Disclosure: Alica Ramkirpal-Senhouse is a participant in the Amazon Services LLC Associates Program, an affiliate advertising program designed to provide a means to earn fees by linking to Amazon.com and affiliated sites.
As a parent, there are so many things that are out of our control, but one thing we have power over is what we feed our little ones. At least while they’re still babies that is, because once they become toddlers, forget it; the pickiness ensues. When I left the corporate world to become a stay-at-home mom, I made it a goal to make all of my son’s food. From fruit and vegetable purées to oatmeal and soups; I knew I wanted to have a hand in anything he ate. I thought I’d have more time to prepare each meal for my son since I was home, but somehow I always seemed to be pressed for time; there was always something on my to-do list. So much so, that I even wondered if I’d have time to make his food. It was two of my dearest mommy friends, Roxanne and Anita, full-time working mothers, who gave me tips and recommendations on how to start doing this. They made batches of food and froze it. When ready to feed their kids, reheating a healthy meal was a breeze and available within minutes. I followed their advice and it helped make mealtime much easier throughout the week.
So does this mean I never let my kid eat out or eat store-bought food? Of course not. We live in a time where we are constantly on-the-go. If we were traveling or were away from home, I purchased organic pouch food, but the majority of their meals came from what I cooked at home. I felt good knowing I made their food and also being aware of what was in it. I made baby food for stages 1, 2, and 3. Stage 1 is completely smooth; stage 2 is slightly thicker; while stage 3 is chunky in texture.
There are two types of purées in today’s post; no-cook and cooked. The first recipe we’ll go through is a no-cook purée.
No Cook Purée
Ripe-enough fruits are a breeze to purée and freeze. This is a great option for Stage 1 baby food.
- Chop mango and peach, add to food processor. Purée until completely smooth.
- Fruit purée can be poured into jars and labeled for the next couple of days or spooned into freezer trays.
How to Store:
- Spoon purée into crevices of freezer tray (link to freezer tray at end of post)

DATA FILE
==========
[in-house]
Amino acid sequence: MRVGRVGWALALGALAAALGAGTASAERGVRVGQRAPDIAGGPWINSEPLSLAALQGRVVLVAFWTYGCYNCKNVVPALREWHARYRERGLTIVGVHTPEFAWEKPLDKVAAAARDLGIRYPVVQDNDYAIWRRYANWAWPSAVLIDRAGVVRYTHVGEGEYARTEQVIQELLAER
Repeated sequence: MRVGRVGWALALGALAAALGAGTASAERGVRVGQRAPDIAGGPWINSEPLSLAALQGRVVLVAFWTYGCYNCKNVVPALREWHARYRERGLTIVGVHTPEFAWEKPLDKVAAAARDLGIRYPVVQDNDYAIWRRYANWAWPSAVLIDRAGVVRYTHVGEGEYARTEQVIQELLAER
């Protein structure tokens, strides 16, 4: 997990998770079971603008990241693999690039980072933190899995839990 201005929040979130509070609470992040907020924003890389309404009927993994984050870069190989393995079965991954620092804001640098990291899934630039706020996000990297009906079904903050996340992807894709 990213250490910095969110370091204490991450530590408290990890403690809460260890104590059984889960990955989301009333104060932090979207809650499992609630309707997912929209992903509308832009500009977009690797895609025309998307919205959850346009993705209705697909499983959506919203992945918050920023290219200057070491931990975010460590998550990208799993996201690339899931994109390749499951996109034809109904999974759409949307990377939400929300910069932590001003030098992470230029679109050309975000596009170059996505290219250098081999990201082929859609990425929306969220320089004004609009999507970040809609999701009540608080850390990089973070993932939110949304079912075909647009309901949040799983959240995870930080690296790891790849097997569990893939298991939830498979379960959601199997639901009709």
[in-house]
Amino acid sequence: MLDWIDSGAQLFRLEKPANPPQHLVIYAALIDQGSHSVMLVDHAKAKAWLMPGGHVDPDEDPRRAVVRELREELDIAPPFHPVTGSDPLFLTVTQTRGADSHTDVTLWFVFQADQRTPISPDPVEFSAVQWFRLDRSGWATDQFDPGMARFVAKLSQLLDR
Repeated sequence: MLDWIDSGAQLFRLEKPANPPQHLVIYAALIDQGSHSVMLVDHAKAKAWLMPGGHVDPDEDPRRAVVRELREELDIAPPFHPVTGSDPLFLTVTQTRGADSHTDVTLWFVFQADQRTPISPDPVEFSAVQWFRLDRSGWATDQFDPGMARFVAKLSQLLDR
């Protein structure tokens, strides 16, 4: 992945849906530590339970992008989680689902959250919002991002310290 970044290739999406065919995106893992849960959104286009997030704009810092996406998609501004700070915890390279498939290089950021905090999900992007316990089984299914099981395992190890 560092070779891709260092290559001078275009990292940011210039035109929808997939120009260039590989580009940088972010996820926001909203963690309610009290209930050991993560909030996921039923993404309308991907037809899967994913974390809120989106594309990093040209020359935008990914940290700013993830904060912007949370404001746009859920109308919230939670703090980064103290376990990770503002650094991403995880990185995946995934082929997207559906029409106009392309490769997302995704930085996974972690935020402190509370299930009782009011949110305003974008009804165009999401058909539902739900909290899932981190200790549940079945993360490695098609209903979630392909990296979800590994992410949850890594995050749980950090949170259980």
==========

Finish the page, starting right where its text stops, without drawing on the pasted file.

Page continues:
- Freeze overnight
- Remove from freezer tray. Add to ziploc freezer bag with date
- Remove from ziploc bag when ready to use
- Reheat in microwave or stovetop when ready to serve
I absolutely loved this freezer tray. Each crevice holds 1 ounce of food, so if I wanted to reheat 4 ounces of baby food, then I’d remove only 4 blocks. The half circle shape also made it easy to push out of the tray. A plus was that this freezer tray had a lid, so I didn’t have to worry about anything contaminating the food.
Everything You Need to Know About Freezing
When I first started making baby food for my kids, Wholesome Babyfood was one of my go-to sites for questions and methods. It’s packed with recipes and great info. Below are two great comprehensive posts on freezing baby food.
Reheat frozen cubes in jar.
Most purées I made were cooked. This takes a couple of extra steps, but again, worth it when baby is hungry and all you have to do is reheat the food. This sweet pea purée is more of a stage 2 purée as it is slightly chunky in texture.
- Start with 1lb fresh sweet peas
- Steam sweet peas until completely cooked
- Add to food processor with 1/2 cup water (add more depending on desired consistency). Purée until smooth.
- Let cool then fill crevices of freezer tray
Follow steps from mango-peach purée on storage and reheating.
Here is a list of the products I used to make baby food for my kids. Below you’ll find two links for food processors. The purple one (pictured throughout blog post) is the one I used for both of my boys. The Baby Brezza was gifted to me for my little son. I used it for a short time as he wasn’t on purées for very long, so I ended up donating it to a friend.
With my older son, I only used freezer trays and glass jars to store his food, but by the time my second son was born and ready for food, a lot of new products were on the market. One of which included pouches that could be filled with homemade food. I was quite excited for this as it was a game changer. I used it for a short time since he wasn’t on purées for very long. Of these options, I’d highly recommend the freezer trays and pouches. The glass jars are great for reheating the frozen blocks.
My older son is now 3 years old and my youngest, 15 months. These are the methods I used to make their food when they were little. I hope you will find this post useful or inspiring if you don’t know where to start!
Disclosure: Please consult with your child’s pediatrician about making homemade baby food and when to start feeding your baby solids.